Saturated fats linked to breast cancer risk

3 minute read

The bad news about a diet high in saturated fats just keeps getting worse


The bad news about a diet high in saturated fats just keeps getting worse

Eating saturated fats during adolescence has been associated with significantly increased breast density 15 years later, new research shows.

A study published in Cancer Epidemiology, Biomarkers & Prevention is the first to examine the relationship between breast density – a known risk factor for breast cancer – and saturated, poly and monounsaturated fats.

Comparing the extreme quartiles of adolescent saturated fat intake, the percentage breast dense volume increased from 16.4% to 21.5%. The reverse was true for unsaturated fats, with breast density decreasing significantly.

Breasts were particularly susceptible to external influences during adolescence when the mammary ducts elongated and branched, the study found.

“What this study is really reporting is that the micro-environment of the development of breast tissues is affected by fat and that the relationship leads to greater density,” Professor Sanchia Aranda, Cancer Council Australia’s chief executive, told The Medical Republic.

In the study, the diets of 177 female participants aged 10 to 18 years were assessed on five occasions by 24-hour recalls and averaged. The breast density of each participant (aged 25 to 29) was then determined using noncontrast MRI as part of a follow-up study.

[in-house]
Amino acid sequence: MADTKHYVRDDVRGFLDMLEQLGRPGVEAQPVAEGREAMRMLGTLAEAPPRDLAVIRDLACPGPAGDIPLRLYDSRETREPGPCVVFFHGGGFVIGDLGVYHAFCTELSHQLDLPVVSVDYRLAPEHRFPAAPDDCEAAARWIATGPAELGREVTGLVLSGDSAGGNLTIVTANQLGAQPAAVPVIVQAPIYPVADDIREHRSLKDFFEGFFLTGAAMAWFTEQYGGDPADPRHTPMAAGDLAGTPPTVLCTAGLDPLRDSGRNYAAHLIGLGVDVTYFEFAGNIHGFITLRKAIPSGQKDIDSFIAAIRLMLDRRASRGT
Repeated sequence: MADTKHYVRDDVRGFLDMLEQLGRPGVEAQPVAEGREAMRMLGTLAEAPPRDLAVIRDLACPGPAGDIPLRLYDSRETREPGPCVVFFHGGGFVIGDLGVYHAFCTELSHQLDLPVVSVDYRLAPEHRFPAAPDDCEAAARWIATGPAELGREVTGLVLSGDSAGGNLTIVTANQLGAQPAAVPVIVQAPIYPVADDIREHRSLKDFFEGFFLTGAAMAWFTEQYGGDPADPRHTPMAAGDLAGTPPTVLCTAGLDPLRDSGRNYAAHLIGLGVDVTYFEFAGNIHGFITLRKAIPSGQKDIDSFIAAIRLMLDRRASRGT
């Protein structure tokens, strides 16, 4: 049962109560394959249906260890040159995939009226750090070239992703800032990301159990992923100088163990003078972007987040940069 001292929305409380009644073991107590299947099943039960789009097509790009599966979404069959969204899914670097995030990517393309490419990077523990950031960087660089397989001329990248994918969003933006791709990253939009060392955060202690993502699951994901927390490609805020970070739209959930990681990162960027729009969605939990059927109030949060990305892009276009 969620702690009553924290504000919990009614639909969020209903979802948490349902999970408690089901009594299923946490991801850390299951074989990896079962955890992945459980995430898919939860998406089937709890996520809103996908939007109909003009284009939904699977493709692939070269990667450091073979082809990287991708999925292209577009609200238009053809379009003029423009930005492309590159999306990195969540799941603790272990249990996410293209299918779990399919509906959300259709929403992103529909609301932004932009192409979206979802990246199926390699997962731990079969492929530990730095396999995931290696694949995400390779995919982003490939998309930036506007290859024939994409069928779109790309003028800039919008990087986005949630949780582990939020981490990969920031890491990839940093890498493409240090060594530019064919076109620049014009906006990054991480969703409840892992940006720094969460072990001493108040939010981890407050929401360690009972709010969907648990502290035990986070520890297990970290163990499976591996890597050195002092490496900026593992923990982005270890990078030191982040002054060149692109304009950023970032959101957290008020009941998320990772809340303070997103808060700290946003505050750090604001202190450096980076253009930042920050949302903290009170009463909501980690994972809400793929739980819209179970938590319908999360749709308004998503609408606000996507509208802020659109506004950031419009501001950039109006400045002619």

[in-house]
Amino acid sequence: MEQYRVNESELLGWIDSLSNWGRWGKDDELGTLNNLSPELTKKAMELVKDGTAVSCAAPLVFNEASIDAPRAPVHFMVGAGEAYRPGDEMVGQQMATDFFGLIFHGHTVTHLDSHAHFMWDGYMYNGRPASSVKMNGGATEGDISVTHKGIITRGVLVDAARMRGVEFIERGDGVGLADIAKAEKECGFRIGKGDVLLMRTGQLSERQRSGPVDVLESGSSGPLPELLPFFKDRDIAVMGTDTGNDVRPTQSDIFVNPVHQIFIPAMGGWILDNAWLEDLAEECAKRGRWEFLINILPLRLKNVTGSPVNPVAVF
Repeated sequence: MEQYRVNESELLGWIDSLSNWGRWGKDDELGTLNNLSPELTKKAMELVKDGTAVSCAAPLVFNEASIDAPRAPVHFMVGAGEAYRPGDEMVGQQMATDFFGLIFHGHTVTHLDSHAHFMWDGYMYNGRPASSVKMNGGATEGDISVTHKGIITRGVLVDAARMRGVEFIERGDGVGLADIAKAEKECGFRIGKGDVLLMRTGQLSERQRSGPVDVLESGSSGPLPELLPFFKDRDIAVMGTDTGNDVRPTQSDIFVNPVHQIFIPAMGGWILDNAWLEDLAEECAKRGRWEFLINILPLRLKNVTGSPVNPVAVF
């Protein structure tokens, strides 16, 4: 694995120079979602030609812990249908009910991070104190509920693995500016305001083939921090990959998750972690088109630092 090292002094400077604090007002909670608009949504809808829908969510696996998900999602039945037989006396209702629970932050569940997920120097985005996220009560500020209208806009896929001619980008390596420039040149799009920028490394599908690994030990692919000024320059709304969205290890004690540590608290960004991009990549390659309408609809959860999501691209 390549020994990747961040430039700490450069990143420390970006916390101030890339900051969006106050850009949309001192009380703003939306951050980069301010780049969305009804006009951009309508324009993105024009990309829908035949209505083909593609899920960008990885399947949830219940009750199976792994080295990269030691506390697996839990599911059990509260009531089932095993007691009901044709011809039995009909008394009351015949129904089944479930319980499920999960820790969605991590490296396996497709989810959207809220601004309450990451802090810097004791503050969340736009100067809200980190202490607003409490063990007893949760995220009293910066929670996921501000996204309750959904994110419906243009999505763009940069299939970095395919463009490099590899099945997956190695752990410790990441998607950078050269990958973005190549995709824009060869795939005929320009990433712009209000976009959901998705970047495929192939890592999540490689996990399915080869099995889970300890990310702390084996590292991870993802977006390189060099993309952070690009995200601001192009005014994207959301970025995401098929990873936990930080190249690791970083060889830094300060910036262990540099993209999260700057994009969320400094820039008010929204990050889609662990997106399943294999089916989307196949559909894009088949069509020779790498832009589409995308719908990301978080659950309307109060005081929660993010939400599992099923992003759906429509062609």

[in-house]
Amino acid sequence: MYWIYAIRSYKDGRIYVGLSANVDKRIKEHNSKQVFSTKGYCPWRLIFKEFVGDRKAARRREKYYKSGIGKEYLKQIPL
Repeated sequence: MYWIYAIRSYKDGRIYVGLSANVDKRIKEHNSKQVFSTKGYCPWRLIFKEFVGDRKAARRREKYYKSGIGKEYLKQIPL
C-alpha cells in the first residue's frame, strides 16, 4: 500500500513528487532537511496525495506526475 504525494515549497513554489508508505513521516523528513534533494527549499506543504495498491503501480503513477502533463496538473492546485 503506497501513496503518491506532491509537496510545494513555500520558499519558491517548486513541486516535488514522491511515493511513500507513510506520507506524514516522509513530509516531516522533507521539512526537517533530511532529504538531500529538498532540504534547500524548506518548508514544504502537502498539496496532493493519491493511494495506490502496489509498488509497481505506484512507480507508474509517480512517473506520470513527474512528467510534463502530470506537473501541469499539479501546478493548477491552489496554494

Dr Jane O’Brien, specialist breast and oncoplastic surgeon, told TMR developing breasts had also been shown to be sensitive to radiation.

Factors such as obesity and alcohol were known risks for breast cancer but this was the first study to suggest that dietary fat might play a role, Dr O’Brien said.

“Unfortunately, the greatest risk factors for breast cancer are not modifiable, like gender, age and family history,” she said.

“And therefore everyone is eternally searching for modifiable risk factors and this is just another look at the same thing. Are there other dietary factors that we can manipulate to reduce your risk?”

Dr O’Brien said the study was not definitive as the sample size was small and the difference in breast density due to diet was only modest.

“But we know that a diet high in saturated fats is not good for you so it is probably not a bad message to take home anyway,” she said.

Professor Aranda said population-based mammographic screening programs had established a link between breast cancer and breast density, but the reason for the association was unknown.

High breast density also carries the risk of tumours not being detected early, she added.

According to Professor Aranda, the study provided some hints about what interventions future population-level studies could focus on to try to reduce the incidence of breast cancer.

She said saturated fats were also implicated in a number of chronic illnesses, including heart disease, and public health messaging should promote sport and physical activity for young people, particularly women.

Cancer Epidemiology, Biomarkers & Prevention 2016, online May 24


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